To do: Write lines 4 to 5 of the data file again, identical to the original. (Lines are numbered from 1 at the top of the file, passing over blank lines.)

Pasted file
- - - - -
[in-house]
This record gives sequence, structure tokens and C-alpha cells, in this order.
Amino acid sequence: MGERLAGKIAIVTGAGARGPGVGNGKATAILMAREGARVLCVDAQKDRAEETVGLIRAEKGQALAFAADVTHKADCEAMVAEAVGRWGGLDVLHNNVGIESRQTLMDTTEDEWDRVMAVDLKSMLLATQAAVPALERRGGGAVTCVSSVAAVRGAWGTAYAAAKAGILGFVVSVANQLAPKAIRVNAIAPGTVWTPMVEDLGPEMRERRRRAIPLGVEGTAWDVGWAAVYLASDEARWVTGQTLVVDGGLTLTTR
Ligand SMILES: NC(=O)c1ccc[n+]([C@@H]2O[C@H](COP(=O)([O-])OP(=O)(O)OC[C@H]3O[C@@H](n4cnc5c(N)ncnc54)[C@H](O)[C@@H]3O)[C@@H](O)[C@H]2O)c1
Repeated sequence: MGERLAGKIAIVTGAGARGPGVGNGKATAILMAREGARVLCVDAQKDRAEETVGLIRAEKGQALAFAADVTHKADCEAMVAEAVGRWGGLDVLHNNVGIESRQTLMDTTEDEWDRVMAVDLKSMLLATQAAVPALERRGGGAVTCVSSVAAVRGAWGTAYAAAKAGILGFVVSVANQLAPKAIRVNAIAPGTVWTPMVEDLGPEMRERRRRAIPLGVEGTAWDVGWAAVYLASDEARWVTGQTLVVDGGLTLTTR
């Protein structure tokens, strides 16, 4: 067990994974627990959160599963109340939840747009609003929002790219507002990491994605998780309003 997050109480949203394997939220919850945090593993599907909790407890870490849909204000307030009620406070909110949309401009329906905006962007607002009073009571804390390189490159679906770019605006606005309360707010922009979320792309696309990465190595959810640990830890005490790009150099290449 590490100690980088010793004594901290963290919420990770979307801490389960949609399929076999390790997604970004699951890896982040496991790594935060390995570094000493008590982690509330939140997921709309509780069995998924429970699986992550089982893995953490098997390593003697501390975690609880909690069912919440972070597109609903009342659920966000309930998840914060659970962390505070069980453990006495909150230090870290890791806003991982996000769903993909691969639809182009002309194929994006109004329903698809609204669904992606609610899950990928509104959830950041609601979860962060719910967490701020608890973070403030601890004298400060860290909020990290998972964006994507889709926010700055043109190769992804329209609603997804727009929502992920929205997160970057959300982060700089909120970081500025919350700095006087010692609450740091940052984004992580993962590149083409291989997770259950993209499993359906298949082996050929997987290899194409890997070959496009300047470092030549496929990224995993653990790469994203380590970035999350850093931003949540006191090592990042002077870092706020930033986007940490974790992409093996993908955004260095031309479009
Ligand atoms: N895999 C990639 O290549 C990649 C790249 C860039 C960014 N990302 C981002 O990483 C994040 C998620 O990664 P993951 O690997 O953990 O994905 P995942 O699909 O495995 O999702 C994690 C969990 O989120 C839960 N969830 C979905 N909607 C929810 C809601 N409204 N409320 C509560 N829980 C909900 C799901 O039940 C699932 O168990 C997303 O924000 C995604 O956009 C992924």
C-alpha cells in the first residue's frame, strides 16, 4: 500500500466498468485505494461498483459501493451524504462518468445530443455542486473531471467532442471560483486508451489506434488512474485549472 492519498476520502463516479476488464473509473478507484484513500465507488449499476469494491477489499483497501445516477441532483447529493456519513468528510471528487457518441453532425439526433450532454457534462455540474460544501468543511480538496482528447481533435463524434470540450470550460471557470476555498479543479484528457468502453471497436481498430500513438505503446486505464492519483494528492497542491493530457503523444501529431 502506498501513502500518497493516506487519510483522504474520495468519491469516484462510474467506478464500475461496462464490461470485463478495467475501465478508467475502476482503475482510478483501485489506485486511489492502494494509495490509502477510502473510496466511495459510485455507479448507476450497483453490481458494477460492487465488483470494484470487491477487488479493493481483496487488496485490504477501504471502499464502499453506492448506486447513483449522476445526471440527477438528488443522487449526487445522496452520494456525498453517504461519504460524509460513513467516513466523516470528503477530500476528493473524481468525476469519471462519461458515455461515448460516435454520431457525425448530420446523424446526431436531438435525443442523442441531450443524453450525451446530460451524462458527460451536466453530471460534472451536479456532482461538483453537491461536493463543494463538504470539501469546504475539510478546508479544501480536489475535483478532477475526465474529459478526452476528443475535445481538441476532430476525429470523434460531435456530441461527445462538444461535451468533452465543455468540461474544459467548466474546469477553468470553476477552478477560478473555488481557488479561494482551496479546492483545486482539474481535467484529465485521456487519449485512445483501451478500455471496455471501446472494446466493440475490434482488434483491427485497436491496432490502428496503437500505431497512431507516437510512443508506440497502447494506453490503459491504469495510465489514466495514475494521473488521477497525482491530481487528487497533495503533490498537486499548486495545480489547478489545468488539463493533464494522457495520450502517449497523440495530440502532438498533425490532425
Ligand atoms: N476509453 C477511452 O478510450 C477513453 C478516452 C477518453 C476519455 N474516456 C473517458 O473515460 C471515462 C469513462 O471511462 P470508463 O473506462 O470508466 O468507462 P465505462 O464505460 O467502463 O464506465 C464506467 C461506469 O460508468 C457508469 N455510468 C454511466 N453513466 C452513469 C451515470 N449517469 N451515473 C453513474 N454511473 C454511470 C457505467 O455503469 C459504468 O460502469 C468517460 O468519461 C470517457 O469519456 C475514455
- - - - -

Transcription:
Ligand SMILES: NC(=O)c1ccc[n+]([C@@H]2O[C@H](COP(=O)([O-])OP(=O)(O)OC[C@H]3O[C@@H](n4cnc5c(N)ncnc54)[C@H](O)[C@@H]3O)[C@@H](O)[C@H]2O)c1
Repeated sequence: MGERLAGKIAIVTGAGARGPGVGNGKATAILMAREGARVLCVDAQKDRAEETVGLIRAEKGQALAFAADVTHKADCEAMVAEAVGRWGGLDVLHNNVGIESRQTLMDTTEDEWDRVMAVDLKSMLLATQAAVPALERRGGGAVTCVSSVAAVRGAWGTAYAAAKAGILGFVVSVANQLAPKAIRVNAIAPGTVWTPMVEDLGPEMRERRRRAIPLGVEGTAWDVGWAAVYLASDEARWVTGQTLVVDGGLTLTTR